String Quartet No.3 in c minor, Op.75
Gretchaninov’s String Quartet No.3 in c minor, Op.75 dates from 1916, during the middle of the First World War and a year before the traumatic Russian Revolution. In the music, one can hear the strife of the period, and yet Gretchaninov still seems somewhat optimistic as there is a victorious resolution, which, of course, did not occur. One hears the chromaticism of the late Romantic idiom. In the first movement, Lento—Allegro moderato, we hear a three note motif in the slow introduction which subsequently becomes of prime importance in the elegant but tense allegro which follows. The second movement, Lento assai, though not designated as such, is a theme and set of variations. The languid theme , marked espresso amoroso, is laden with a smoky chromaticism. In the very first variation, the three note motif is reintroduced. In another variation, we hear vague echoes of Beethoven’s Grosse Fuge. In the Scherzo that follows, a triplet rhythm dominates proceedings but the three note motif still makes an appearance. It is in the finale, Allegro vivace, that the mood of gloom which has hung over the quartet until now, is finally expelled. The music begins in C Major and the atmosphere is festive.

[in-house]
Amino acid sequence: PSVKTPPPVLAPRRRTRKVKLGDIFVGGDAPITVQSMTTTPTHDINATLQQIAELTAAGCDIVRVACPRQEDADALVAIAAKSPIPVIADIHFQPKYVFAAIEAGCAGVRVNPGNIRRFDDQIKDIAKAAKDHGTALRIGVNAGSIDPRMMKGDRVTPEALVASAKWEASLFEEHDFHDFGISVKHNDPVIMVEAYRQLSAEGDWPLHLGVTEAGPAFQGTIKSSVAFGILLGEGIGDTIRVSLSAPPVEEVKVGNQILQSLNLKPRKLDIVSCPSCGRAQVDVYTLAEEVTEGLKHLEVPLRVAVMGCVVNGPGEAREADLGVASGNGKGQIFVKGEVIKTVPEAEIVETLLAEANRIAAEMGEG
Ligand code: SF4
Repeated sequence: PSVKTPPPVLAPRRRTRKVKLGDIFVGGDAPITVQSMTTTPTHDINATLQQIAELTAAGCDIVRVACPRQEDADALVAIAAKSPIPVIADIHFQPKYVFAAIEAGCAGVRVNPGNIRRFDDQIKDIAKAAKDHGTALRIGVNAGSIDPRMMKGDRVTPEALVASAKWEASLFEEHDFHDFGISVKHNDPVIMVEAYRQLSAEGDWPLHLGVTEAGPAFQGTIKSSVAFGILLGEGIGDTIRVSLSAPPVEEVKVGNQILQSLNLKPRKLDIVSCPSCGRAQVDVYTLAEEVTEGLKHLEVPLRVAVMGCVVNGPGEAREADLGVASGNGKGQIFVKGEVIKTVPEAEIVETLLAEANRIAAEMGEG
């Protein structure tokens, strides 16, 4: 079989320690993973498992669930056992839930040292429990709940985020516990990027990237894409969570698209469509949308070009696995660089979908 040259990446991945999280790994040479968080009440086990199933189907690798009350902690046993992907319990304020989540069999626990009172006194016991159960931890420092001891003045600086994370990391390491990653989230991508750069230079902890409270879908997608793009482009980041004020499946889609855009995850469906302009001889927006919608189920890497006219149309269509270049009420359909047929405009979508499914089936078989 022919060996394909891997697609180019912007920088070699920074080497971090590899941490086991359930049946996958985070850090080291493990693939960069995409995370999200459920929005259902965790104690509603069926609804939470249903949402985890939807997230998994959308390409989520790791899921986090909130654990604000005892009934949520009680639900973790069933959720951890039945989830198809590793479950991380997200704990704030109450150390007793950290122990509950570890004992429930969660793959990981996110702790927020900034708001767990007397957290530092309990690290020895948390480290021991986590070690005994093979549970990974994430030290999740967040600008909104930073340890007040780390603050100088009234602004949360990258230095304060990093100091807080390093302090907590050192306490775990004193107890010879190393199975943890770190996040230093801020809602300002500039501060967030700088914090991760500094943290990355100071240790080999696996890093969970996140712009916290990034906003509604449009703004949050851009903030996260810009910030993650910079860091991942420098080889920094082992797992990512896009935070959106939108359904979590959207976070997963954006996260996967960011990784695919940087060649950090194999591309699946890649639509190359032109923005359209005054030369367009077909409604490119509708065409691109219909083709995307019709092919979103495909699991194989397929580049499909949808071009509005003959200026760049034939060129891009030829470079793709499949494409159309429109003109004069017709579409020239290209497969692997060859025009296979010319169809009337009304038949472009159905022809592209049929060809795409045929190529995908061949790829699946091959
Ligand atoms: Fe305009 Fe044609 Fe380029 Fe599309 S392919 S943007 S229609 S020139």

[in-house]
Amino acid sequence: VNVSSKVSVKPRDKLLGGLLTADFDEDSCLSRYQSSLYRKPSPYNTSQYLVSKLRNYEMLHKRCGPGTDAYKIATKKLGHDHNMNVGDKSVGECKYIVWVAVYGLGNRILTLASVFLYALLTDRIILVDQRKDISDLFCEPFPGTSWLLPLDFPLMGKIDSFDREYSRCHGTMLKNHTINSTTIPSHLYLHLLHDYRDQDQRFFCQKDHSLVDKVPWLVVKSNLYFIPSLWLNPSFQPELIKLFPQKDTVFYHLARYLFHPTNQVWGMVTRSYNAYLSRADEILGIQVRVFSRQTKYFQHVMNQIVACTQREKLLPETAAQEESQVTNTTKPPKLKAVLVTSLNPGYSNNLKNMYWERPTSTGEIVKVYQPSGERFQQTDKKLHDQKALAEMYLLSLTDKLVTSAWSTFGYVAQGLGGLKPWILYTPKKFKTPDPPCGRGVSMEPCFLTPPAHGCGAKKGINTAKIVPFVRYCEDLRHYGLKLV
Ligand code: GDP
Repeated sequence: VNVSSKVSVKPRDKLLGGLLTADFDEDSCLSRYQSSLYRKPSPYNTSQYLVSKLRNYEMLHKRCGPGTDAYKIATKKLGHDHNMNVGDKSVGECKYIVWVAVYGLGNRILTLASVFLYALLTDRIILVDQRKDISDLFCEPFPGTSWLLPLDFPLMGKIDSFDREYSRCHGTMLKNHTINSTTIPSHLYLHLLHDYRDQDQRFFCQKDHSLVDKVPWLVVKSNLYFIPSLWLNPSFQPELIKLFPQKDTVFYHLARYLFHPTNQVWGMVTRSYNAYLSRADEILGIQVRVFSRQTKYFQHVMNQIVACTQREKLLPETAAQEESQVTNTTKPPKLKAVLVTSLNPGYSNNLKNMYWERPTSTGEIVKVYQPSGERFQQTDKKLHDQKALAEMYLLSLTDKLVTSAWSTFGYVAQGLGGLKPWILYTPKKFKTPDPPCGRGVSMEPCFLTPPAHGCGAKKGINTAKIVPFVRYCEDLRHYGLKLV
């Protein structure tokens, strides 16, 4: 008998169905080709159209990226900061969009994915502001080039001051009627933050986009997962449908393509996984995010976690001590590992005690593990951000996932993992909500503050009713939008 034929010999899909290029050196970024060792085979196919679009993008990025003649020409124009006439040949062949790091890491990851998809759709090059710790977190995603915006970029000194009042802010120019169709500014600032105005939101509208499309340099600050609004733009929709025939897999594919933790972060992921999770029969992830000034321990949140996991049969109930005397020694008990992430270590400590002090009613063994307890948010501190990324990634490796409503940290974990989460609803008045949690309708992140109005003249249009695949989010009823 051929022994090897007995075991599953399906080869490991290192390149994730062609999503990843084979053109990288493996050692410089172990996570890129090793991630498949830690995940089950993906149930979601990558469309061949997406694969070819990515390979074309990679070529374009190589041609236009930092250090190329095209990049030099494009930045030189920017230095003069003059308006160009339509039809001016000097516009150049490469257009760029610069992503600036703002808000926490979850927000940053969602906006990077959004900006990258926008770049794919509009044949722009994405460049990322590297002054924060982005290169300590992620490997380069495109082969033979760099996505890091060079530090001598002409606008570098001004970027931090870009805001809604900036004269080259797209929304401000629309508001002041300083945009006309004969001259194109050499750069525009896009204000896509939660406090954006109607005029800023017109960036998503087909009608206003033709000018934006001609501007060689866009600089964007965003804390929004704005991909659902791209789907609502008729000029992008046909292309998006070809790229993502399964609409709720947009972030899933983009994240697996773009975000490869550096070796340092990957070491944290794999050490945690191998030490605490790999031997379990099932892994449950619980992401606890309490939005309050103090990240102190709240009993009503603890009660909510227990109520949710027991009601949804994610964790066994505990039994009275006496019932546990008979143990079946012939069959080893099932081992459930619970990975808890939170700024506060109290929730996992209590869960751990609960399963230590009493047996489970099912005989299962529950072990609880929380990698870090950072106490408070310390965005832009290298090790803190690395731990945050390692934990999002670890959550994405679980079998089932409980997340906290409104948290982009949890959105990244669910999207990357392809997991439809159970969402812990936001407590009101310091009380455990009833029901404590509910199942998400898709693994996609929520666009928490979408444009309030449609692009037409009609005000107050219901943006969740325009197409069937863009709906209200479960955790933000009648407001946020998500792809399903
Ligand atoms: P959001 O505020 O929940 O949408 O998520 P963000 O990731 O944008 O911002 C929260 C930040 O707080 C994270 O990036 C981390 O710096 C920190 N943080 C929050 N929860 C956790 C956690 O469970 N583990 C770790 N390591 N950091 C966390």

Moscow born Alexander Gretchaninov (1864-1956) started his musical studies rather late because his father, a businessman, had expected the boy to take over the family firm. Gretchaninov himself related that he did not see a piano until he was 14 and began his studies at the Moscow Conservatory in 1881 against his parents' wishes and without their knowledge. His main teachers there were Arensky and Sergei Taneyev. In the late 1880s, after a quarrel with Arensky, he moved to St. Petersburg where he studied composition and orchestration with Rimsky-Korsakov until 1893. Korsakov immediately recognized Gretchaninov's extraordinary musical imagination and talent, giving him much extra time as well as considerable financial help, which allowed the young man, whose parents were not supporting him, to survive. Out of this came an important friendship, which only ended in 1908 with Rimsky's death. Around 1896, Gretchaninov returned to Moscow and was involved with writing for the theater, the opera, and the Russian Orthodox Church. His works, especially those for voice, achieved considerable success within Russia, while his instrumental works enjoyed even wider acclaim. By 1910, he was considered a composer of such distinction that the Tsar had awarded him an annual pension. Though he remained in Russia for several years after the Revolution, ultimately, he chose to emigrate, first to France in 1925 and then to the U.S. in 1939 where he remained for the rest of his life.
This fine work belongs in any professional quartet's repertoire and is well within the reach of competent amateurs who will certainly enjoy it.